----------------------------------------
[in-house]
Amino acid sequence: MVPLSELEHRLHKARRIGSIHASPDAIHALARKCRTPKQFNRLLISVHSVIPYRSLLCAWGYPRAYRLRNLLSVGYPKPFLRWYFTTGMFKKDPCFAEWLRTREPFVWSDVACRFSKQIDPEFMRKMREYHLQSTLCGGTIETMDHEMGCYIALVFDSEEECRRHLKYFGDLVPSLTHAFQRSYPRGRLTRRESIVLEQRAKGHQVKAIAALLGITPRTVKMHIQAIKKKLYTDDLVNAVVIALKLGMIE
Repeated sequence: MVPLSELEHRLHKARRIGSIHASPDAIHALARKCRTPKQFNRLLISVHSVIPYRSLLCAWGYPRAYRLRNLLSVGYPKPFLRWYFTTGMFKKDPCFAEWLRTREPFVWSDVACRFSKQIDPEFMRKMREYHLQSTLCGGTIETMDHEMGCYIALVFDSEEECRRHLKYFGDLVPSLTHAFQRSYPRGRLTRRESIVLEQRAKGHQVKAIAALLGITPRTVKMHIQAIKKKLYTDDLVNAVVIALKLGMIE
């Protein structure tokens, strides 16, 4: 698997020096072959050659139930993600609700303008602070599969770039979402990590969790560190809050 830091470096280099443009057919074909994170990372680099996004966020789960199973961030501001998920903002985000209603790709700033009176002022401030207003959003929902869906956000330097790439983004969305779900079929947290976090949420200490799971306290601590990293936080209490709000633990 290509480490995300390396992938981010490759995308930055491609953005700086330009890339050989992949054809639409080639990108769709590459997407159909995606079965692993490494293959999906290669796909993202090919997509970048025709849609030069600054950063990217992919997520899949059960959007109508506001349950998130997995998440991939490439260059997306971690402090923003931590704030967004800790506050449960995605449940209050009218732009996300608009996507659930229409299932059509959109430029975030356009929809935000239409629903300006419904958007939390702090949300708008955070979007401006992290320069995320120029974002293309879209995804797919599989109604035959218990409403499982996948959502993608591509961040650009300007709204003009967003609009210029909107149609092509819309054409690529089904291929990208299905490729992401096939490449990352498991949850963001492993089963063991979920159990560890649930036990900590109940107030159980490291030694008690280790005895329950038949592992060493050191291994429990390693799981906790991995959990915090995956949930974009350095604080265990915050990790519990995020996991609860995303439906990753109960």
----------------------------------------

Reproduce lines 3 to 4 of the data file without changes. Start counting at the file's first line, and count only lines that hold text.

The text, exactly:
Repeated sequence: MVPLSELEHRLHKARRIGSIHASPDAIHALARKCRTPKQFNRLLISVHSVIPYRSLLCAWGYPRAYRLRNLLSVGYPKPFLRWYFTTGMFKKDPCFAEWLRTREPFVWSDVACRFSKQIDPEFMRKMREYHLQSTLCGGTIETMDHEMGCYIALVFDSEEECRRHLKYFGDLVPSLTHAFQRSYPRGRLTRRESIVLEQRAKGHQVKAIAALLGITPRTVKMHIQAIKKKLYTDDLVNAVVIALKLGMIE
């Protein structure tokens, strides 16, 4: 698997020096072959050659139930993600609700303008602070599969770039979402990590969790560190809050 830091470096280099443009057919074909994170990372680099996004966020789960199973961030501001998920903002985000209603790709700033009176002022401030207003959003929902869906956000330097790439983004969305779900079929947290976090949420200490799971306290601590990293936080209490709000633990 290509480490995300390396992938981010490759995308930055491609953005700086330009890339050989992949054809639409080639990108769709590459997407159909995606079965692993490494293959999906290669796909993202090919997509970048025709849609030069600054950063990217992919997520899949059960959007109508506001349950998130997995998440991939490439260059997306971690402090923003931590704030967004800790506050449960995605449940209050009218732009996300608009996507659930229409299932059509959109430029975030356009929809935000239409629903300006419904958007939390702090949300708008955070979007401006992290320069995320120029974002293309879209995804797919599989109604035959218990409403499982996948959502993608591509961040650009300007709204003009967003609009210029909107149609092509819309054409690529089904291929990208299905490729992401096939490449990352498991949850963001492993089963063991979920159990560890649930036990900590109940107030159980490291030694008690280790005895329950038949592992060493050191291994429990390693799981906790991995959990915090995956949930974009350095604080265990915050990790519990995020996991609860995303439906990753109960």